Josip Broz, commonly known as Tito, was a Yugoslav communist revolutionary and statesman, serving in various roles from 1943 until his death in 1980. During World War II, he was the leader of the Partisans, often regarded as the most effective resistance movement in occupied Europe. He also served as the president of the Socialist Federal Republic of Yugoslavia from 14 January 1953 until his death on 4 May 1980.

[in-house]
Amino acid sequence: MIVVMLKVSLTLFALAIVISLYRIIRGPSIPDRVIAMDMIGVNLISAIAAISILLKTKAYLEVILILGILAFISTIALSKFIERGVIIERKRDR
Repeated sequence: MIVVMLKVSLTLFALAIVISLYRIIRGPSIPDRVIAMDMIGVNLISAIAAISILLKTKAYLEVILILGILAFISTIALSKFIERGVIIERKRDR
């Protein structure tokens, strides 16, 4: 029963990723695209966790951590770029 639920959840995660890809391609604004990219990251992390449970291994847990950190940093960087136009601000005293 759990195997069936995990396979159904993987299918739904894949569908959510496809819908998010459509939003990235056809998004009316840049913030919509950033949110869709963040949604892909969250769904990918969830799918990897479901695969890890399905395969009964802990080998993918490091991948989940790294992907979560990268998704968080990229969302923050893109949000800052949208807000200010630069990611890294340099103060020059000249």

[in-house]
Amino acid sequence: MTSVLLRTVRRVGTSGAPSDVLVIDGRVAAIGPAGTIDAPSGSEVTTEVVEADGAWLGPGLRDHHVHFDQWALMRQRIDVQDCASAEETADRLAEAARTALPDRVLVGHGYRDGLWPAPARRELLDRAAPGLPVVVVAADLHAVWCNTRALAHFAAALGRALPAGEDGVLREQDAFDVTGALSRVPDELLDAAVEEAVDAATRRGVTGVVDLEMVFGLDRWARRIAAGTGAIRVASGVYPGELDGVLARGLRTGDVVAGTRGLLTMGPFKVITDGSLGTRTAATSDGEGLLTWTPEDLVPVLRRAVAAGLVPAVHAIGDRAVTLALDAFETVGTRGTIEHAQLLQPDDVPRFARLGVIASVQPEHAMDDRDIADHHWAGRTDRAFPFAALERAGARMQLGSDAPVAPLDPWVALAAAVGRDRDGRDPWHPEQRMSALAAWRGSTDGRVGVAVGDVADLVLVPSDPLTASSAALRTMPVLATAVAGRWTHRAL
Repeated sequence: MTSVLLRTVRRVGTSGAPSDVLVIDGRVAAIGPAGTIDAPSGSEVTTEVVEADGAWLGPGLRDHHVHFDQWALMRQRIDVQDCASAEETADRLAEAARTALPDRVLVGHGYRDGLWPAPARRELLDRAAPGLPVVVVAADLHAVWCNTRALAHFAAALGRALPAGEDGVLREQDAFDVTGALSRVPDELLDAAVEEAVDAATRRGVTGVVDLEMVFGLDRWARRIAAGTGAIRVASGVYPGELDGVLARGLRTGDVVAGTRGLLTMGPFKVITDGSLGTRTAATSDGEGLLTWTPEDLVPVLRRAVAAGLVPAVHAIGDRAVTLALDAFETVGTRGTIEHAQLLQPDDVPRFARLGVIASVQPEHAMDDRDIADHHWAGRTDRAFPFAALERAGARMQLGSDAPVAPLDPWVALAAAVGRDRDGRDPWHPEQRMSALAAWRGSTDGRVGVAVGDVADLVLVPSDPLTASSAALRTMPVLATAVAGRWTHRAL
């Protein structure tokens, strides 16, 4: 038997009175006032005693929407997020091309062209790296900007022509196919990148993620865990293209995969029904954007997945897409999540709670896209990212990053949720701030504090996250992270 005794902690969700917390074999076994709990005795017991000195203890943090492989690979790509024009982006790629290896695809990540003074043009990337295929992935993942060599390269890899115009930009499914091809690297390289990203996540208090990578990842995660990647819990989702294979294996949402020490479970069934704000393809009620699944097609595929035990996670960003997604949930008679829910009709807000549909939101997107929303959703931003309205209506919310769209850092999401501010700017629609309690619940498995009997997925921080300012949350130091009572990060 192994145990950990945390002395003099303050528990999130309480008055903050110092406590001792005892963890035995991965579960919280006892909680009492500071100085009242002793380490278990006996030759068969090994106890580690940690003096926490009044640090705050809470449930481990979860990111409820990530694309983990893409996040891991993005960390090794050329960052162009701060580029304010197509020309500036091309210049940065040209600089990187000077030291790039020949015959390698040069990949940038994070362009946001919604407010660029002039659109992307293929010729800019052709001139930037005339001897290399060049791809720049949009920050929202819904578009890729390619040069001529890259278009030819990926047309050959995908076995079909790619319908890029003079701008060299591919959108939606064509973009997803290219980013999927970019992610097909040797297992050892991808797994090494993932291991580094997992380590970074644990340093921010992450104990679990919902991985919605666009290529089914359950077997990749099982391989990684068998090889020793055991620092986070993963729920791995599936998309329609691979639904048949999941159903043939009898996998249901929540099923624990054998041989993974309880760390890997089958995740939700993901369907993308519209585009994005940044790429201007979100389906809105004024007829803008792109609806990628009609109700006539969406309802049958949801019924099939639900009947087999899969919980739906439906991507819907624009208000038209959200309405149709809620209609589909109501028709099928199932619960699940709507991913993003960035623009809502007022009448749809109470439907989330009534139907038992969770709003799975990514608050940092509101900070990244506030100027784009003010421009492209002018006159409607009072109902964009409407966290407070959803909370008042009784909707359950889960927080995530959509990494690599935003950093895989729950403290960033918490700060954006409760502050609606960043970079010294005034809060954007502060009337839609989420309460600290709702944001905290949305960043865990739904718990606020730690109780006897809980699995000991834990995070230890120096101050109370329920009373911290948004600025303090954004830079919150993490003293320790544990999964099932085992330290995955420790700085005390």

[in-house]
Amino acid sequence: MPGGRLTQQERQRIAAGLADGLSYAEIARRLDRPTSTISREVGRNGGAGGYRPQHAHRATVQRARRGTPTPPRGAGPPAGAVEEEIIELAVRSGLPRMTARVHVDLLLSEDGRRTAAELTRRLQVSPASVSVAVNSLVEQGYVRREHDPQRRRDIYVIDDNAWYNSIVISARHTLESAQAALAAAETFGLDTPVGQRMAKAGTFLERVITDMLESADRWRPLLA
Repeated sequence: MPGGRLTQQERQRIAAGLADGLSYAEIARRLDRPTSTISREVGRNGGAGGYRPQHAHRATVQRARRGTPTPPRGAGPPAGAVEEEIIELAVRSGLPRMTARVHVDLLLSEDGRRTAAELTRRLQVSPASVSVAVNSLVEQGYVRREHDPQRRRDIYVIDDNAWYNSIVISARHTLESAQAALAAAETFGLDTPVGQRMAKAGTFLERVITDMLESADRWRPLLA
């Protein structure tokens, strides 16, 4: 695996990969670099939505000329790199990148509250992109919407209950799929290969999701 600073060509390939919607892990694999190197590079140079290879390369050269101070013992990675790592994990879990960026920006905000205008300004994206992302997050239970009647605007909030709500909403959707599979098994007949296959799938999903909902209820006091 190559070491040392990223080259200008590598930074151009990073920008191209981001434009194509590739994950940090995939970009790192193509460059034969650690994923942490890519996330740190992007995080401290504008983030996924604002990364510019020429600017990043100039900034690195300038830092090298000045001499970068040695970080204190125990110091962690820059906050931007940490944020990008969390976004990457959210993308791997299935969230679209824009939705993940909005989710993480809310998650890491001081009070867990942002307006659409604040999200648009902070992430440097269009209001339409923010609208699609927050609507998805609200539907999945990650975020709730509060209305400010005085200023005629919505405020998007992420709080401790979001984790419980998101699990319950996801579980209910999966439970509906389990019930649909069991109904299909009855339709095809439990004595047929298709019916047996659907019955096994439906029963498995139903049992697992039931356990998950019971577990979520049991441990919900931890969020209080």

Broz was born to a Croat father and Slovene mother in the village of Kumrovec, Austria-Hungary. Drafted into military service, he distinguished himself, becoming the youngest sergeant major in the Austro-Hungarian Army of that time. After being seriously wounded and captured by the Russians during World War I, he was sent to a work camp in the Ural Mountains. He participated in some events of the Russian Revolution in 1917 and the subsequent Civil War. Upon his return to the Balkans in 1918, Broz entered the newly established Kingdom of Yugoslavia, where he joined the Communist Party of Yugoslavia. He later was elected as general secretary, later president, of the League of Communists of Yugoslavia.